Senior-care workers compete in skills contest

Hu Min
With participants tested on their nursing and rehabilitation skills, the biannual competition aims to bolster professional elderly-care capacity in the region.
Hu Min
Senior-care workers compete in skills contest
Ti Gong

A senior-care worker demonstrates her nursing skills during the competition on Friday. 

Senior-care workers compete in skills contest
Ti Gong

Participants take numbers for the competition. 


Senior-care workers in the Yangtze River Delta region are putting their knowledge and nursing skills to the test in a competition which aims to foster the development of the nursing industry.

The three-day event, launched at the Shanghai Science and Technology Museum on Thursday, is held every two years.

An initial-round selection included about 150,000 senior-care workers from nearly 8,000 senior homes in the region.

The competition tests the basic nursing and rehabilitation skills of senior-care workers. Their emotional care for the elderly is also part of the contest evaluation.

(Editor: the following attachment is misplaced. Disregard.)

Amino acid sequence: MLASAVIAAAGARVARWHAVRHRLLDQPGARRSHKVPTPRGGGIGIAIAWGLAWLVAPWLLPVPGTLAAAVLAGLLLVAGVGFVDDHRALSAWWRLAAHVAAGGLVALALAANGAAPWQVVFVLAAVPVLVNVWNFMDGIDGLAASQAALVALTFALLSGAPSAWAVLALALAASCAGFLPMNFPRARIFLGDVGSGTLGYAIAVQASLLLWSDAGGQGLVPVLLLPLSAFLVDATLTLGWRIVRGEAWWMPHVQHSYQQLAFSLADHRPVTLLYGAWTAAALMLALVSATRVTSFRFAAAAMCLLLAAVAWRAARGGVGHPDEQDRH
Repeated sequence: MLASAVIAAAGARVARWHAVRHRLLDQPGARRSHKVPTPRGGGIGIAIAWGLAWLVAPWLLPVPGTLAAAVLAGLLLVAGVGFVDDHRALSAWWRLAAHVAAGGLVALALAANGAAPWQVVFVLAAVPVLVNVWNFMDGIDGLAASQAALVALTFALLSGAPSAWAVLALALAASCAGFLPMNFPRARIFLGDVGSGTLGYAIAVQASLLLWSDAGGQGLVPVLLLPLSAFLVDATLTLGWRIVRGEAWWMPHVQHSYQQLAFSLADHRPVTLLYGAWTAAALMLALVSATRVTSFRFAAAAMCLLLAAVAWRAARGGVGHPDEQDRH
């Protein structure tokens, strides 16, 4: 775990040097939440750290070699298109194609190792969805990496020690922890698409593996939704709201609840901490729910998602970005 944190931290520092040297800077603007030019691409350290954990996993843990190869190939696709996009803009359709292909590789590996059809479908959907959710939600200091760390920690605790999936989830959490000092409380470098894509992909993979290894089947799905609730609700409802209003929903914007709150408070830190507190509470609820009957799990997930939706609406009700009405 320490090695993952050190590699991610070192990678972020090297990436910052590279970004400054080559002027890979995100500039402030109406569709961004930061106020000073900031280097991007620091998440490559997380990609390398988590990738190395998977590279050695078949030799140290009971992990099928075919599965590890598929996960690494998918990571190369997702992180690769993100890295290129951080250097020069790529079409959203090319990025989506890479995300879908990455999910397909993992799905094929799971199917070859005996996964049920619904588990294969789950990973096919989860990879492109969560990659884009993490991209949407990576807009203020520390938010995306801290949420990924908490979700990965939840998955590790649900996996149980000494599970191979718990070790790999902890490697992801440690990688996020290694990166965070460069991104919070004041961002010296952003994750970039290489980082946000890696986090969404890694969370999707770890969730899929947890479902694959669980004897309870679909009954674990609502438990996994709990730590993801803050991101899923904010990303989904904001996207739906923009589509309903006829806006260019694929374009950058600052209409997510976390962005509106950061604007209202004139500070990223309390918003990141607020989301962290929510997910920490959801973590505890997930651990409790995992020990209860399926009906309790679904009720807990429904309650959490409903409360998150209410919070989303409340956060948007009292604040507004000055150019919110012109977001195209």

Twelve finalists will compete in the last round on Saturday.

Senior-care workers compete in skills contest
Ti Gong

A senior-care worker demonstrates her nursing skills during the competition on Friday. 

Senior-care workers compete in skills contest
Ti Gong

The event will improve the professional skills of participants and promote the professional elderly nursing groups in the region, said Chen Yuebin, director of the Shanghai Civil Affairs Bureau's senior service department.

Shen Jiali, 29, has 10 years of experience in the field. She is a senior-care worker at the Shanghai No. 3 Social Welfare House.

"I chose this career because I want to learn how to take care of my parents when they are old," she said.

Shen cares for seniors with cognitive disorder.

"It's not easy to communicate with them, and I need to carefully observe their subtle changes to judge whether they feel uncomfortable, are sad or losing appetite," said Shen.

"The competition requires us to show skills and nursing procedures, such as how to change the clothing of the elderly or how to take care of those with fracture," she said.

By the end of last year, people aged 60 or above in the delta region totaled 46.77 million. This population is estimated to surge to 75 million by 2035, or 33 percent of the region's permanent population at that time.

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